Jack Holland's Publications
The Obama Doctrine Legacy and Continuity in US Foreign Policy ([n.pub.], 2016) (Accepted),
Within this context, this volume also addresses the idea of legacy and whether Obama has succeeded in establishing his own distinct foreign policy doctrine.
Security A Critical Introduction (Palgrave Macmillan, 2014),
This major new text provides an accessible yet intellectually rigorous introduction to contemporary Security Studies.
Selling the War on Terror Foreign Policy Discourses After 9/11 ([n.pub.], 2014),
This book uses a comparative analysis to examine foreign policy discourses and the dynamics of the 'War on Terror'.
Obama's Foreign Policy Ending the War on Terror ([n.pub.], 2013),
This edited volume is an innovative analysis of President Barack Obama's foreign policy, security and counter-terrorism policy, specifically within the context of ending the now infamous War on Terror.
Selling the War on Terror Foreign Policy Discourses After 9/11 (Routledge, 2012),
This book uses a comparative analysis to examine foreign policy discourses and the dynamics of the 'War on Terror'.
‘Strategic Rhetorical Balancing and the Tactics of Justification in Afghanistan, Libya and Beyond’, Journal of Intervention and Statebuilding, 10.1 (2016), 3-24,
DOI: 10.1080/17502977.2015.1137391, Repository URL: http://eprints.whiterose.ac.uk/94966/
The Journal of Intervention and Statebuilding celebrates its tenth anniversary this year. This special volume opens up with a selection of nine of the most influential articles published in the journal. JISB's editorial team has asked the authors for their reflections on their original articles, telling us more about the writing process at that time, what they would do differently (with hindsight), or how they see their articles contributing to current debates on intervention and statebuilding. We have selected one article per volume, and we have ordered the contribution starting from volume 1 (2007) to volume 9 (2015). The articles will be made open access for the year, and we highly recommend (re-)reading the original articles along with the comments from the authors.
‘The Journal of intervention and statebuilding ten years on: Critical reflections and stimulating ideas on an evolving scholarship’, Journal of Intervention and Statebuilding, 10.1 (2016), 3-24,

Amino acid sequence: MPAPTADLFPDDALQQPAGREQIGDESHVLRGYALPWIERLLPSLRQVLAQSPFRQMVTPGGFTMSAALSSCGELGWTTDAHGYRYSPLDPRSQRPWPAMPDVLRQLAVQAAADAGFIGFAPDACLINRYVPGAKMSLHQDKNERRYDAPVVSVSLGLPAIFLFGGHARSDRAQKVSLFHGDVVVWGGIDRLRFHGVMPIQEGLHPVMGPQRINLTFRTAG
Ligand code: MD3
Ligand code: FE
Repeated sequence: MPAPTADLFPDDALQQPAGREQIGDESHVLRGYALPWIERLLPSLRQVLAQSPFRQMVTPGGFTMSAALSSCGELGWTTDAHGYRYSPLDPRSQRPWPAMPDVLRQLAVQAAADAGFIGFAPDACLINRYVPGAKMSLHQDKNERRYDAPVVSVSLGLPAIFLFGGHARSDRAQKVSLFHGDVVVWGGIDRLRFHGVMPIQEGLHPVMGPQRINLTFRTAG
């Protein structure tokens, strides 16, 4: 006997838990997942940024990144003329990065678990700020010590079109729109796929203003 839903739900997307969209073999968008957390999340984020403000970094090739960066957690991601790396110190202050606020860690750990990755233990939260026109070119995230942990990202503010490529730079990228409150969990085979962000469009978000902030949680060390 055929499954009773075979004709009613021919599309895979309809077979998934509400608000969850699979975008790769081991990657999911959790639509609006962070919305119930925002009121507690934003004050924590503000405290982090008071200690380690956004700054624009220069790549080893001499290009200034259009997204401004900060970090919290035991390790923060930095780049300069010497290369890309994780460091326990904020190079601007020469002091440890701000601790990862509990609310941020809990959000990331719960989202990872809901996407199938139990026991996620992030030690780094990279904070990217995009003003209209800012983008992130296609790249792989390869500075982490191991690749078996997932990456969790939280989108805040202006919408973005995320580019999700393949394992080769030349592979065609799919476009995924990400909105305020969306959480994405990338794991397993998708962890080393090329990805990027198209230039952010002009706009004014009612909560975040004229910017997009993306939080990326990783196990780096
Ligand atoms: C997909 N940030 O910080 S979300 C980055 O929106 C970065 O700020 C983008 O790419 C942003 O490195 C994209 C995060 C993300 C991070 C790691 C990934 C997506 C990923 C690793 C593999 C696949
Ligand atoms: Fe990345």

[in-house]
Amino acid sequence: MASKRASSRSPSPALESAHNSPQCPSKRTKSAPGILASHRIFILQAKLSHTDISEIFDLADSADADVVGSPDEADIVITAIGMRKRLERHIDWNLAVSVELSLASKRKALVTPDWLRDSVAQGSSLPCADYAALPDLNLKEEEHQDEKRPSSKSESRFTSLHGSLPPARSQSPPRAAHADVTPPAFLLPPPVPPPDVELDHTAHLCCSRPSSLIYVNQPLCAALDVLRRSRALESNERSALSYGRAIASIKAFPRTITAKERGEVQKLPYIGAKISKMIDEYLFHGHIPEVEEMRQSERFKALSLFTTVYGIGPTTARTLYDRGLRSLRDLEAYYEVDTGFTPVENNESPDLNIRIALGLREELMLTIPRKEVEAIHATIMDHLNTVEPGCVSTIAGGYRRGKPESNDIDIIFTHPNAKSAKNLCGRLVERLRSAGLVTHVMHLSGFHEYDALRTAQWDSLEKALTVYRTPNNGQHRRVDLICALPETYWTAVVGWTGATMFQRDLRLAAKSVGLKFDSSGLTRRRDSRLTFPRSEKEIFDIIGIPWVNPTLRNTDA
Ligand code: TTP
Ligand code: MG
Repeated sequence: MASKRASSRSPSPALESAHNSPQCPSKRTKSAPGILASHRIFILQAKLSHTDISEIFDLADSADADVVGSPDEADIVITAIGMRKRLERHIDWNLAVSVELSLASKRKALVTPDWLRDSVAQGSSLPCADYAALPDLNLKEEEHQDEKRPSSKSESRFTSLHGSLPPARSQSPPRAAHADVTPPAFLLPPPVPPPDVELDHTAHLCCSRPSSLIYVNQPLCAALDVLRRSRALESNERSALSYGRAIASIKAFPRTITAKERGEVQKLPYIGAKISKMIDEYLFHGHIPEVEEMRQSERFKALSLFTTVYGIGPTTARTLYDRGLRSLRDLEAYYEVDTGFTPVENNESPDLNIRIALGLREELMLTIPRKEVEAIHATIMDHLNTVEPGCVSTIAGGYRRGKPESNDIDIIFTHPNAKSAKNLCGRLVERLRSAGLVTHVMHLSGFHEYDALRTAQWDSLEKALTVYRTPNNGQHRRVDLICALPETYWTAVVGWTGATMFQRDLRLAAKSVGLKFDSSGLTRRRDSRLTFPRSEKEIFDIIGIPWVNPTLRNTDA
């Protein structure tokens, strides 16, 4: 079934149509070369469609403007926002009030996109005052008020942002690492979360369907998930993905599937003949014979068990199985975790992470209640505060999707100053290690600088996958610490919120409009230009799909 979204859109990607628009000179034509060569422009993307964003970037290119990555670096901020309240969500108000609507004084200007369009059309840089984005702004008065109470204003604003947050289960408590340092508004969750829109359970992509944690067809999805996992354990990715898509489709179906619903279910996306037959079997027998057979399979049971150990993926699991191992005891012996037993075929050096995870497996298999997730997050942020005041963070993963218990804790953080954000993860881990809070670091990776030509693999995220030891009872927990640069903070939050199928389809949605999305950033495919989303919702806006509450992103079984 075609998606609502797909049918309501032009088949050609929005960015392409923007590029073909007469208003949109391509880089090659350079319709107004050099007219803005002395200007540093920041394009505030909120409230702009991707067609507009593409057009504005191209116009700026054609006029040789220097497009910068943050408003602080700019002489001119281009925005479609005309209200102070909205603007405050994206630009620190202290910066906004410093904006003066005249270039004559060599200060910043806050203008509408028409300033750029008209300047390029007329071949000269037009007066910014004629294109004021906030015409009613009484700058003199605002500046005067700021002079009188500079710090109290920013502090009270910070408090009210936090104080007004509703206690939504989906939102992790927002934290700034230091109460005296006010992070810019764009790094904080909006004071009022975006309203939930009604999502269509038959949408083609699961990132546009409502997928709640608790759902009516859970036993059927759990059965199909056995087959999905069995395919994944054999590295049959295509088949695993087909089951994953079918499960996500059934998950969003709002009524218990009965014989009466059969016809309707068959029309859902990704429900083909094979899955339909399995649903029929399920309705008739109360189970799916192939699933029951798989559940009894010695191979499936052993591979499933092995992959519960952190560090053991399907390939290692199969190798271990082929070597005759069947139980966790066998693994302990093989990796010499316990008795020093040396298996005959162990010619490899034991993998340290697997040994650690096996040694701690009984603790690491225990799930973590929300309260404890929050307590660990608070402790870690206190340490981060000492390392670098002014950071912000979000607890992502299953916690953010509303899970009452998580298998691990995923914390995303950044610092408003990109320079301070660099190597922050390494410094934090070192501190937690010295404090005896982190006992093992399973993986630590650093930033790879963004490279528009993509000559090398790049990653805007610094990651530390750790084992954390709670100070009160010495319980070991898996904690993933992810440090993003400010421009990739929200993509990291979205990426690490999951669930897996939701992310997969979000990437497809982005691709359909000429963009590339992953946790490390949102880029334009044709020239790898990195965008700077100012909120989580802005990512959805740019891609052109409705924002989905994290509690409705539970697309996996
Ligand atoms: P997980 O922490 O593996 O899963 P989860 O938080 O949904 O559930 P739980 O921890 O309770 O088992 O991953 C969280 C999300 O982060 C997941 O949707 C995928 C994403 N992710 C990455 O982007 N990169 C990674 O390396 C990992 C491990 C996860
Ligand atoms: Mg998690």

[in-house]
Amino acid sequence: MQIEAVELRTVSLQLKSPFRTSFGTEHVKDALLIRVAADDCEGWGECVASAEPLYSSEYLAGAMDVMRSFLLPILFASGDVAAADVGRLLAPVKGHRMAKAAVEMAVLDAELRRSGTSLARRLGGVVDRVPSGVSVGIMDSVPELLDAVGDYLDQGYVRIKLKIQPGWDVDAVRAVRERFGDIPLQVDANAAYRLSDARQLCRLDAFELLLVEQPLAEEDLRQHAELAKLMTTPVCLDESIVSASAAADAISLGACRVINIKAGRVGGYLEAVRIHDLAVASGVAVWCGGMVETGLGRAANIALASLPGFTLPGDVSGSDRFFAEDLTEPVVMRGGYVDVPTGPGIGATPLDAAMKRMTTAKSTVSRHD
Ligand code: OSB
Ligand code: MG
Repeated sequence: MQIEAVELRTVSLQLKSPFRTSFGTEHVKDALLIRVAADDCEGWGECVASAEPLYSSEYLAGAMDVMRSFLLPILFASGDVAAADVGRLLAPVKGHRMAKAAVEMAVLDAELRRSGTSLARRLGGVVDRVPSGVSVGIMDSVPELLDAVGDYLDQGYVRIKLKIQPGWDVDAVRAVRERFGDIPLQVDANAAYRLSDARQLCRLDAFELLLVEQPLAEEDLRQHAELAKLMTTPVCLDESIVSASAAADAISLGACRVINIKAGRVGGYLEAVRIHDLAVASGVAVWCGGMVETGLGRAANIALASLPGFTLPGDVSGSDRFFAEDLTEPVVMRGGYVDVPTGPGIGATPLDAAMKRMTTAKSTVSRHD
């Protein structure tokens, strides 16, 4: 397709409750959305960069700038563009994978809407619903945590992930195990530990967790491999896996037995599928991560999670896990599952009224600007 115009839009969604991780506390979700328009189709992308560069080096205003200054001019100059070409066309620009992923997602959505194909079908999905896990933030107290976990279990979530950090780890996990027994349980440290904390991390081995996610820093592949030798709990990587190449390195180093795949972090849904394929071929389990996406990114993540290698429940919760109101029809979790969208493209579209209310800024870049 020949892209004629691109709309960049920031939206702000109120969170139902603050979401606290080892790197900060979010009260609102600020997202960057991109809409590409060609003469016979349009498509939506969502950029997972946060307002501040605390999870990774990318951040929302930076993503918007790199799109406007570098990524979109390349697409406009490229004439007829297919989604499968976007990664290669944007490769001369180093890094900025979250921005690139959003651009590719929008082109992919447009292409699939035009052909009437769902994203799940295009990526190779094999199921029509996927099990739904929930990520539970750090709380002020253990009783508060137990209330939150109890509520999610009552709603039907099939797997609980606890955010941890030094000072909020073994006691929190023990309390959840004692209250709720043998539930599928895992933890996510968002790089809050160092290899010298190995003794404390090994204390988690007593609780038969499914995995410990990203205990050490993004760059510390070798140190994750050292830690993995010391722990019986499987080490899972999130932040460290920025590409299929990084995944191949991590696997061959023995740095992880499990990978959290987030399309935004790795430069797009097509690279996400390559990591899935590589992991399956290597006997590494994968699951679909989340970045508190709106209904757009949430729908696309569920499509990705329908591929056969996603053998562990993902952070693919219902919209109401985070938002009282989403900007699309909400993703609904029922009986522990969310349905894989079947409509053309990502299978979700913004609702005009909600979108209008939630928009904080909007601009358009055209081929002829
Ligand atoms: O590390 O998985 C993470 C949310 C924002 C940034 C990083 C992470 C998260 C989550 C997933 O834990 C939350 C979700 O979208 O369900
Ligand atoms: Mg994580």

© 2016 Taylor & Francis.The Journal of Intervention and Statebuilding celebrates its tenth anniversary this year. This special volume opens up with a selection of nine of the most influential articles published in the journal. JISB’s editorial team has asked the authors for their reflections on their original articles, telling us more about the writing process at that time, what they would do differently (with hindsight), or how they see their articles contributing to current debates on intervention and statebuilding. We have selected one article per volume, and we have ordered the contribution starting from volume 1 (2007) to volume 9 (2015). The articles will be made open access for the year, and we highly recommend (re-) reading the original articles along with the comments from the authors.
‘Visual Literacy in International Relations: Teaching Critical Evaluative Skills through Fictional Television’, International Studies Perspectives 2015,
This article explores how students experience fictional television as part of their broader learning experience. In particular, the article investigates the potential role of fictional television in the development of visual literacy and critical evaluative skills. The article reports the findings of an experiment into critical evaluative viewing, which measures the foreign policy beliefs of students after exposure to two contrasting episodes of NBC’s The West Wing. The results indicate that students are influenced by fictional television, but in perhaps unexpected ways. Although nuanced, the findings suggest that students demonstrate and develop critical evaluative skills—and visual literacy—in two different ways. First, students oppose the fictional/political message to which they are exposed. And, second, students reject the options that are presented to them in their totality. The article concludes with a discussion of the implications of these findings for teaching critical evaluative skills and visual literacy.
‘Video Use and the Student Learning Experience in Politics and International Relations’, Politics, 34.3 (2014), 263-274,
DOI: 10.1111/1467-9256.12022, Repository URL: http://eprints.whiterose.ac.uk/93326/
This article explores video use and the student learning experience in Politics and International Relations (IR). The study brings together and builds on two extant literatures – on deep learning and visual literacy – in order to explore how students make use of three types of video: lecture summaries, current affairs clips and fictional television. Questionnaire and focus group data generate a nuanced picture, with distinct implications for the learning experience. The article shows how different types of video can be linked to the development of different skills for different students.
‘Leadership and the media: Gendered framings of Julia Gillard's ‘sexism and misogyny’ speech’, Australian Journal of Political Science, 49.3 (2014), 455-468,